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Medicinal Mushroom or Keeda Jadi (Cordyceps sinensis):Amazing Properties

Updated on August 4, 2014

Cordyceps sinensis is a fungi that grow as parasites in the larvae of Lepidoptera. Larvae is attacked by the fungi and larvae bury themselves in the soil after severe infection. Later on they die and stroma grows out of the pupa. Although known as medicinal mushroom, the caterpillar fungus is not a mushroom type fungus.

Cordyceps sinensis is being used for centuries in Chinese medicinal preparations and considered very useful constituent. Medicinal mushroom (Cordyceps sinensis) is stated to possess aphrodisiacal and medicinal properties and used as a constituent of several remedies for various ailments such as fatigue, cancer and impotency. Tibetans call it ‘Yartsa Gunbu’ in their own language.

For the high medicinal value and trade restrictions, international traders buy it illegally at high prices from villagers in hilly regions of India, Nepal and Bhutan. It is collected by local people from the high altitude regions of snow covered Himalayas.

Since drugs with aphrodisiacal properties are relatively expensive, international traders purchase medicinal mushroom or keeda jadi at a premium price from local markets. One kilogram (3000 pieces) of mummified caterpillar is usually sold approximately 0.2 million rupees and fetches $10,000 - 15000/kg in international market.

Since trading of Keeda Jadi is illegal in many parts of the world, traders approach local people for arranging the keeda jadi and buy it at high prices. Villagers go to high altitude places in search of medicinal mushrooms and often they stay there for a long period to collect substantial quantities to meet the demand and earn good amount of money in exchange. Fights among collectors are a common phenomena and sometimes results in fatalities. They also often risk themselves to various kind of diseases.

In India, keeda jadi is found in Chamoli, Uttrakhand and hilly areas of Himachal Pradesh. Indian government allows its collection by local people but prohibits its trading. Local people are trying hard to get government’s approval for the sale. Bhutan government, on the contrary, has legalized its sale and collects revenue from the trade. Dolpa in Karnali Zone and Darchula in Mahakali zone are the places of its availability in the Napal.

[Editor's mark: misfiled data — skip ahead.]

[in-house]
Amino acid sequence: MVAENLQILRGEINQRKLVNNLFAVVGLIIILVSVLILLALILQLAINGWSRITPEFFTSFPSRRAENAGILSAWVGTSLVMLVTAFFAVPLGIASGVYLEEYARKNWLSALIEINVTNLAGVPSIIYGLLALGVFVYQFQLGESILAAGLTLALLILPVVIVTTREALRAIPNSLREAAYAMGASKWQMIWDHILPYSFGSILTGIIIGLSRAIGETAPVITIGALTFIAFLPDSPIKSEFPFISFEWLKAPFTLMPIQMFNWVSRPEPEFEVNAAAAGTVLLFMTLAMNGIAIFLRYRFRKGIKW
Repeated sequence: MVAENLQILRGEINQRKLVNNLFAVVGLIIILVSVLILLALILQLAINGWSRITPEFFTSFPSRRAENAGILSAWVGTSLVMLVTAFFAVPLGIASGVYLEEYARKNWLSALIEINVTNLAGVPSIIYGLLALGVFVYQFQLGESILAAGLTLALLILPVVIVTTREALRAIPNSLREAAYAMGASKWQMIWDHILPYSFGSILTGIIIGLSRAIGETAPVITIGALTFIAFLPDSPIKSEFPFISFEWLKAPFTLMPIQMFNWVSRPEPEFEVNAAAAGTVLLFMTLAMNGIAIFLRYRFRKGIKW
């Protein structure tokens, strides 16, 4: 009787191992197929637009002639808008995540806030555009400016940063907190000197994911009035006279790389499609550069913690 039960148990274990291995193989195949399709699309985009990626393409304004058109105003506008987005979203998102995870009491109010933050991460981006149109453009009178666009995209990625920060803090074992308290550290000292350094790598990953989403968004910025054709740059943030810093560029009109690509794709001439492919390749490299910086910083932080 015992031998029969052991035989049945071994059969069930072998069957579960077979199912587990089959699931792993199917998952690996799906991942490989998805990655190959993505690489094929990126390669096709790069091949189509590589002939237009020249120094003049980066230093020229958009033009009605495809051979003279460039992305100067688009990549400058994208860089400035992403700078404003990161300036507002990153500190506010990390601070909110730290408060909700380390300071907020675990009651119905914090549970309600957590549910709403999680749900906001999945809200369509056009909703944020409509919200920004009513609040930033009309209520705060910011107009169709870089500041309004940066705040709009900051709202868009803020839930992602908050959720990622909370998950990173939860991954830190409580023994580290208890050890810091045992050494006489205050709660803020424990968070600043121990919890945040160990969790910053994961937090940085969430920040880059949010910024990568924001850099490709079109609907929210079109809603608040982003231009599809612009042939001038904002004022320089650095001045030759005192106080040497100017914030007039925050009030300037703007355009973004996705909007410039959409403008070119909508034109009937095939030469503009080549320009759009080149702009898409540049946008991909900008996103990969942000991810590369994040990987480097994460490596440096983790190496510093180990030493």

Presence of adenosine, cordycepin, cordycepic acid, polysaccharides, vitamins and trace elements in Cordyceps sinensis are attributed to several medicinal properties of medicinal mushrooms.

Parasitic relationship between the fungus and the larva of the ghost moth Thitarodes (genus) results in the formation of medicinal mushroom. Process of formation of Keeda Jadi or mummified caterpillar takes place at regions lying at high altitudes between 3,000 and 5,000 meters in Himalayas and Tibet. In fact, Keeda Jadi (Cordyceps sinensis) is basically a caterpillar infected and killed by a fungus and later on mummified by litter of trees mixed with the organic matter. The caterpillars reside underground in alpine grass for about 5 years before pupating and attacked by the fungus. Columnar mushroom (5-15 cm) like shapes grows out of the forehead of the buried dead caterpillar.

A Chinese herbal drug ‘DongChongXiaCao’, prepared from the anaerobic fermentation of mycelial preparations of fungus (Cordyceps sinensis, is used to prepare dietary supplements.

In majority of Cordyceps preparations, Glutamic acid and aspartic acid were noted to be the two main amino acids. A third major amino acid ‘Adenosine’ was also present in sufficient quantities beside the trace levels of cordycepin.

Research evidences show that Cordyceps sinensis increases ATP (adenosine triphosphate) levels by almost 28 per cent.

Medicinal mushrooms have beta-glucans and polysaccharides in large quantities.Presence of CPS-2,a water soluble polysaccharide, is reported to relieve renal failure caused by fulgerizing kidney altering blood urea and serum creatinine in studies published in July issue of Fitoterpia 2010.

Cordyceps sp., contain many sugars, including mono-, di-, and oligosaccharides, and many complex polysaccharides, proteins, sterols, nucleosides, and macro- and microelements such as K, Na, Ca, Mg, Fe, Cu, Mn, Zn, P, Se, Al, Si, Ni, Sr, Ti, Cr, Ga,V, and Zr. Beta-glucans are useful in cancer therapies and researchers are reported to have successful isolated anti-cancer polysaccharides from several Cordyceps species. Some of the isolated polysaccharides have shown the hypoglycaemic activity.

Presence of peptides, poly-amines, and all essential amino acids and some uncommon cyclic dipeptides, including cyclo-[Gly-Pro], cyclo-[Leu-Pro], cyclo-[Val-Pro], cyclo-[Ala-Leu], cyclo-[Ala-Val], and cyclo-[Thr-Leu] have also been reported in chemical analysis of Cordyceps.

In a research report published in a 1998 issue of 'The Journal of Alternative and Complementary Medicine', a significant improvement in majority of patients suffering from various respiratory diseases (chronic bronchitis, bronchial asthma, or cor pulmonale) was reported after use of a Cordyceps Sinensis supplement for 2-12 weeks.

Polyamines, such as 1,3-diamino propane, cadaverine, spermidine, spermine, and putrescine, have also been identified in small amounts. A number of sterol-type compounds like ergosterol, Delta-3 ergos-terol, ergosterol peroxide, 3-sitosterol, daucosterol, and campeasterol were also reported in small quantities by several workers in Cordyceps spp.


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